CEOs are the top of the food chain, the kings of the castle — something pretty evident by the overpriced paychecks they receive. But if they’re not only in charge and make boatloads more, shouldn’t that paycheck in some way reflect how the company’s stock performs? Shouldn’t those at the top be held accountable?
As you’ll see, that is oftentimes far from the case.
Bloomberg Markets recently came out with a report showing which CEOs create the most and least value for their companies, and some of it wasn’t so pretty.
By dividing the company’s cumulative returns for 2009 to 2011 by the CEO’s total incentive compensation, Bloomberg ranked head honchos based on the percentage point return per $1 million of incentive pay received.
Take a look at who made the rankings:
3 Least Valuable CEOs:
- Vikram Pandit, Citigroup (NYSE:C)
- Walter Bettinger, Charles Schwab (NYSE:SCHW)
- Frederick H. Waddell, Northern Trust (NASDAQ:NTRS)
3 Most Valuable CEOs:
- Warren Buffet, Berkshire Hathaway (NYSE:BRK.A, NYSE:BRK.B)
- Robert G. Wilmers, M&T Bank (NYSE:MTB)
- Albert Lord, SLM (NASDAQ:SLM)
While Warren Buffet tops the list by taking no incentive pay, Robert G. Wilmers is also an impressive example — for every $650,000 in incentive pay he made, M&T Bank increased 78 percentage points.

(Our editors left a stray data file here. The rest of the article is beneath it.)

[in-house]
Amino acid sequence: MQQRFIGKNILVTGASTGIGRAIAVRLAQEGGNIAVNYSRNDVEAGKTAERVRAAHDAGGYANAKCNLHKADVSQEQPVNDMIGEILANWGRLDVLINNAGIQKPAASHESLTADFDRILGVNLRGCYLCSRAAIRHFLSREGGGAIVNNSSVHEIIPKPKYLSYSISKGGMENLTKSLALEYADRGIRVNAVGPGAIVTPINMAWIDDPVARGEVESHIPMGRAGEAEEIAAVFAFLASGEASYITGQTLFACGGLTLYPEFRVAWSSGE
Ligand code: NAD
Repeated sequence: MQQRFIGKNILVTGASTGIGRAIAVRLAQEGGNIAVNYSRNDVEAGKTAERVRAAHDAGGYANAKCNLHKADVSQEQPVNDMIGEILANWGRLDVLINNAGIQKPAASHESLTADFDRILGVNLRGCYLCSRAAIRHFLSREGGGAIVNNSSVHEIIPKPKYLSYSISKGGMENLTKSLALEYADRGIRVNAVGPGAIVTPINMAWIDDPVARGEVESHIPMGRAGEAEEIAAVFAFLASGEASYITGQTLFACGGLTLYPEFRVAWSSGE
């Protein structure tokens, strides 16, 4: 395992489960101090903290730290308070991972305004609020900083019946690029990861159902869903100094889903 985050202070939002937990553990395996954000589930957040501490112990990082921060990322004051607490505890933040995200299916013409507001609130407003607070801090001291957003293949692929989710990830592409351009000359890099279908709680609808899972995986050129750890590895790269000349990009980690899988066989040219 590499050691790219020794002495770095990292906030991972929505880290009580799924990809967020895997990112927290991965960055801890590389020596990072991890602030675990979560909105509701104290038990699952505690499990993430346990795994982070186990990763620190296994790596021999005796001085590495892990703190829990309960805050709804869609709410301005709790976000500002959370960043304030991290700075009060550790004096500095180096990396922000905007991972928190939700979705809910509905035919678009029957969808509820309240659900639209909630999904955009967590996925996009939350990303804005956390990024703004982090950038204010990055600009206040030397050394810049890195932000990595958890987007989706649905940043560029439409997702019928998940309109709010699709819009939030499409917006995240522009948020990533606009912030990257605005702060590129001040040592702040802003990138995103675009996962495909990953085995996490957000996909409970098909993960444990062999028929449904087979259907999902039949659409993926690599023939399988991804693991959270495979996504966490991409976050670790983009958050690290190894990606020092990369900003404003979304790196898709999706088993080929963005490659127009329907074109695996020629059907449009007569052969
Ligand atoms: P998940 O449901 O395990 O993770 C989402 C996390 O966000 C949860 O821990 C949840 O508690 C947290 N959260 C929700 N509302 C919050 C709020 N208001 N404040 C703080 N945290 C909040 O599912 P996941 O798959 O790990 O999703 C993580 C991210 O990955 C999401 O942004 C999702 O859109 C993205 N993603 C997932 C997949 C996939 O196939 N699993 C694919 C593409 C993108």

That puts many other chiefs to shame. Vikram Pandit, for example, falls — and then crashes and burns — at the other extreme. Being number one in this case doesn’t look so good: for every $1 million Pandit made, the stock dropped around 4 percentage points. It can’t be all that bad to be Pandit, though, considering he nevertheless was handed $7.84 million in 2011 — a reward for Citigroup’s -60% stock returns over the two years prior, I would assume.
It often pays to be at the top, even when it shouldn’t.
Read more about CEO pay — the good, the bad and the downright awful — here.